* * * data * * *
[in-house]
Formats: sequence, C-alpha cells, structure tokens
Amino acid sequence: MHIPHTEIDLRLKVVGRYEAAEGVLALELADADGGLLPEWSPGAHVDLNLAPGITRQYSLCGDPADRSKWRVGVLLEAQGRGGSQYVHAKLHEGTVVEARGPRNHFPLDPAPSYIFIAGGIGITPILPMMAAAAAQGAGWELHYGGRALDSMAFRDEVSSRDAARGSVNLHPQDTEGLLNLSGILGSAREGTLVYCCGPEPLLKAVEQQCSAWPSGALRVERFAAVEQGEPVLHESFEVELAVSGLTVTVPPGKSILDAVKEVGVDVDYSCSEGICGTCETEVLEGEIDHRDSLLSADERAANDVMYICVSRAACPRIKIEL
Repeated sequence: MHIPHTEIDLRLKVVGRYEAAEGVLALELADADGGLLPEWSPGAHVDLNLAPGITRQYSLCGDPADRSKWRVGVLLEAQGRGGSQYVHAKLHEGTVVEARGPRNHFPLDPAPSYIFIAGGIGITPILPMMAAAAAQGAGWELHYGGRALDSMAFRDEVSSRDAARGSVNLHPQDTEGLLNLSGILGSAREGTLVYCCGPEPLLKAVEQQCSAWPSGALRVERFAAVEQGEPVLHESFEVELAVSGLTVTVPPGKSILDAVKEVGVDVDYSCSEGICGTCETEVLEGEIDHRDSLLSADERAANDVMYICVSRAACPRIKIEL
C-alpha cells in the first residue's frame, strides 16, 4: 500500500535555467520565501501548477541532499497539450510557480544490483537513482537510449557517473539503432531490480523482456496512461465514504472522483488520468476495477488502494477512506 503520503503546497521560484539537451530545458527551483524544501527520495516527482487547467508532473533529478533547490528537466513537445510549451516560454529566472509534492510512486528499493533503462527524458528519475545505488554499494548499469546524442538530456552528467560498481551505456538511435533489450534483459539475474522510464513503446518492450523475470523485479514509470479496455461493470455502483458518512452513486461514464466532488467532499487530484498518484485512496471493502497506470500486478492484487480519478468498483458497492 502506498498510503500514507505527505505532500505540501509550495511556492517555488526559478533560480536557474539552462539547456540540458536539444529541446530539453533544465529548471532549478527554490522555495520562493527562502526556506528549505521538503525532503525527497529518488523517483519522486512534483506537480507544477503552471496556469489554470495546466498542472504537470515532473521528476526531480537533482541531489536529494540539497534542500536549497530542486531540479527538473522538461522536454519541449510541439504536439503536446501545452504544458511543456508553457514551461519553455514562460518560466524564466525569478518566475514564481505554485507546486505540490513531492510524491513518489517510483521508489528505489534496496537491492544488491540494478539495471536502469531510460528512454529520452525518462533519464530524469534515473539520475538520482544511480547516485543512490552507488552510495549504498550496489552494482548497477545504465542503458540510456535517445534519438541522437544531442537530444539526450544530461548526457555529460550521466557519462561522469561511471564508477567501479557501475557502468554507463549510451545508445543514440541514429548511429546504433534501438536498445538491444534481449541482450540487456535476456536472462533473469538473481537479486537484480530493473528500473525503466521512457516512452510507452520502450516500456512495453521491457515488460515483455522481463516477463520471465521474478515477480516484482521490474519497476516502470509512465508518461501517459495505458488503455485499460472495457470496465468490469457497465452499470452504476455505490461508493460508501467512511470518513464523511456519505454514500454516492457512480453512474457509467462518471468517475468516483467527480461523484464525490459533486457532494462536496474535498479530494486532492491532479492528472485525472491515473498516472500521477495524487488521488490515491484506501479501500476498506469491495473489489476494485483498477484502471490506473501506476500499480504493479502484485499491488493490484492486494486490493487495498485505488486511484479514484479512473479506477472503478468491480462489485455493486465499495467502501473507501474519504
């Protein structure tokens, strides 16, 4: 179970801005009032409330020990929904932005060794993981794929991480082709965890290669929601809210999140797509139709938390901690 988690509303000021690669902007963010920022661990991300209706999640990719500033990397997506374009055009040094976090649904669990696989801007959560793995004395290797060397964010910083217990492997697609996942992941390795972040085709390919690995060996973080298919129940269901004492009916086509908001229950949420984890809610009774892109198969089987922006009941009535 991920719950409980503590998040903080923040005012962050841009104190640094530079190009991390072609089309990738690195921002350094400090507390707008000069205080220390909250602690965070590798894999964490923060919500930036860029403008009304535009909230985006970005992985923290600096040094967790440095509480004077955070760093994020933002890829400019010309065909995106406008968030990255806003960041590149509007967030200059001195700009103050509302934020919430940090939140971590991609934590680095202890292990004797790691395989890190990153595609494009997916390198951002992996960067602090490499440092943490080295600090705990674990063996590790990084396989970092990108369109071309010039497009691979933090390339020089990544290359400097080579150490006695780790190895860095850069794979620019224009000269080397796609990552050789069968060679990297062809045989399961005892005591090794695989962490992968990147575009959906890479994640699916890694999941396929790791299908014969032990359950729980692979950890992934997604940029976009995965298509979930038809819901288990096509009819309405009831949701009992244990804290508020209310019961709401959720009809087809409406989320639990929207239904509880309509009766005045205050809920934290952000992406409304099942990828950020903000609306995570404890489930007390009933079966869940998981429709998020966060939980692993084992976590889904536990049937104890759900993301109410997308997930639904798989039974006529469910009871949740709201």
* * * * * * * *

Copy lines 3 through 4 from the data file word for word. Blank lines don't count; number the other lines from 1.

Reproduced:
Amino acid sequence: MHIPHTEIDLRLKVVGRYEAAEGVLALELADADGGLLPEWSPGAHVDLNLAPGITRQYSLCGDPADRSKWRVGVLLEAQGRGGSQYVHAKLHEGTVVEARGPRNHFPLDPAPSYIFIAGGIGITPILPMMAAAAAQGAGWELHYGGRALDSMAFRDEVSSRDAARGSVNLHPQDTEGLLNLSGILGSAREGTLVYCCGPEPLLKAVEQQCSAWPSGALRVERFAAVEQGEPVLHESFEVELAVSGLTVTVPPGKSILDAVKEVGVDVDYSCSEGICGTCETEVLEGEIDHRDSLLSADERAANDVMYICVSRAACPRIKIEL
Repeated sequence: MHIPHTEIDLRLKVVGRYEAAEGVLALELADADGGLLPEWSPGAHVDLNLAPGITRQYSLCGDPADRSKWRVGVLLEAQGRGGSQYVHAKLHEGTVVEARGPRNHFPLDPAPSYIFIAGGIGITPILPMMAAAAAQGAGWELHYGGRALDSMAFRDEVSSRDAARGSVNLHPQDTEGLLNLSGILGSAREGTLVYCCGPEPLLKAVEQQCSAWPSGALRVERFAAVEQGEPVLHESFEVELAVSGLTVTVPPGKSILDAVKEVGVDVDYSCSEGICGTCETEVLEGEIDHRDSLLSADERAANDVMYICVSRAACPRIKIEL